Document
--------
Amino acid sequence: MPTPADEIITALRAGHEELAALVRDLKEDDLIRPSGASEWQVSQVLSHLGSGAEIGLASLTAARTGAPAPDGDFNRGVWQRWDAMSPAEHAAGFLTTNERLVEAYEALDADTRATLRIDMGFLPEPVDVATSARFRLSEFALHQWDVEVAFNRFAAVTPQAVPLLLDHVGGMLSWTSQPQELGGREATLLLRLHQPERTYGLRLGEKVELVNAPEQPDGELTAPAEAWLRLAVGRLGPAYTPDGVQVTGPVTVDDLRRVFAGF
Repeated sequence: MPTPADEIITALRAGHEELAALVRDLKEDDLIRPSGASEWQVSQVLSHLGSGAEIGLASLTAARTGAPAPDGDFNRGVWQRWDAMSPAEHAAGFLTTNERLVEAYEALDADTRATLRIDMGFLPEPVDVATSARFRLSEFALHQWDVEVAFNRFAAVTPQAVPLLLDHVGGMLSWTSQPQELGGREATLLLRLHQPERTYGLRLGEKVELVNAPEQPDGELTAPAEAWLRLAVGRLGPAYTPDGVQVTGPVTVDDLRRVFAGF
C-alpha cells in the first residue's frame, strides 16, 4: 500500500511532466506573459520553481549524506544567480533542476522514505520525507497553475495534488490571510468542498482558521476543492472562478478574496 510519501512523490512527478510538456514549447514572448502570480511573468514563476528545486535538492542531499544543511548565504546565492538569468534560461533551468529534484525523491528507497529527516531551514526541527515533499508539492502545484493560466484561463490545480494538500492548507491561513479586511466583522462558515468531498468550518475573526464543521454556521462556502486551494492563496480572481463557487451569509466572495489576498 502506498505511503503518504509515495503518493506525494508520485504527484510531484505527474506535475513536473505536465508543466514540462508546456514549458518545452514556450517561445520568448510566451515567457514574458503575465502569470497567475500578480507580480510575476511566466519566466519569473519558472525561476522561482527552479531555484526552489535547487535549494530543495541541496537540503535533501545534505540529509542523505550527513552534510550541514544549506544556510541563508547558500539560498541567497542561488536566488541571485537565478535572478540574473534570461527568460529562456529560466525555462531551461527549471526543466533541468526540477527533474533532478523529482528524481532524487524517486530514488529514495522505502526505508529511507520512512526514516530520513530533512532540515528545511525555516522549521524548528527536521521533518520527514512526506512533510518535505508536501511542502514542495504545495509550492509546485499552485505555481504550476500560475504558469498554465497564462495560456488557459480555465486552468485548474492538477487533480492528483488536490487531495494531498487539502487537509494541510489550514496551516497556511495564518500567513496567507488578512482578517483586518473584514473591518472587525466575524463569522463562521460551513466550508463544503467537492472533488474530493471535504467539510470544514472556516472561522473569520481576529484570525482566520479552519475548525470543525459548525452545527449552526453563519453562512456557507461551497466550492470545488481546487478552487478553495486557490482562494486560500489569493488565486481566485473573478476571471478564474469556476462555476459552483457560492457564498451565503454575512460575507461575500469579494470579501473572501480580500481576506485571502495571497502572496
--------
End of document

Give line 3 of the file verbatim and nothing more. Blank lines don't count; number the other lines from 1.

C-alpha cells in the first residue's frame, strides 16, 4: 500500500511532466506573459520553481549524506544567480533542476522514505520525507497553475495534488490571510468542498482558521476543492472562478478574496 510519501512523490512527478510538456514549447514572448502570480511573468514563476528545486535538492542531499544543511548565504546565492538569468534560461533551468529534484525523491528507497529527516531551514526541527515533499508539492502545484493560466484561463490545480494538500492548507491561513479586511466583522462558515468531498468550518475573526464543521454556521462556502486551494492563496480572481463557487451569509466572495489576498 502506498505511503503518504509515495503518493506525494508520485504527484510531484505527474506535475513536473505536465508543466514540462508546456514549458518545452514556450517561445520568448510566451515567457514574458503575465502569470497567475500578480507580480510575476511566466519566466519569473519558472525561476522561482527552479531555484526552489535547487535549494530543495541541496537540503535533501545534505540529509542523505550527513552534510550541514544549506544556510541563508547558500539560498541567497542561488536566488541571485537565478535572478540574473534570461527568460529562456529560466525555462531551461527549471526543466533541468526540477527533474533532478523529482528524481532524487524517486530514488529514495522505502526505508529511507520512512526514516530520513530533512532540515528545511525555516522549521524548528527536521521533518520527514512526506512533510518535505508536501511542502514542495504545495509550492509546485499552485505555481504550476500560475504558469498554465497564462495560456488557459480555465486552468485548474492538477487533480492528483488536490487531495494531498487539502487537509494541510489550514496551516497556511495564518500567513496567507488578512482578517483586518473584514473591518472587525466575524463569522463562521460551513466550508463544503467537492472533488474530493471535504467539510470544514472556516472561522473569520481576529484570525482566520479552519475548525470543525459548525452545527449552526453563519453562512456557507461551497466550492470545488481546487478552487478553495486557490482562494486560500489569493488565486481566485473573478476571471478564474469556476462555476459552483457560492457564498451565503454575512460575507461575500469579494470579501473572501480580500481576506485571502495571497502572496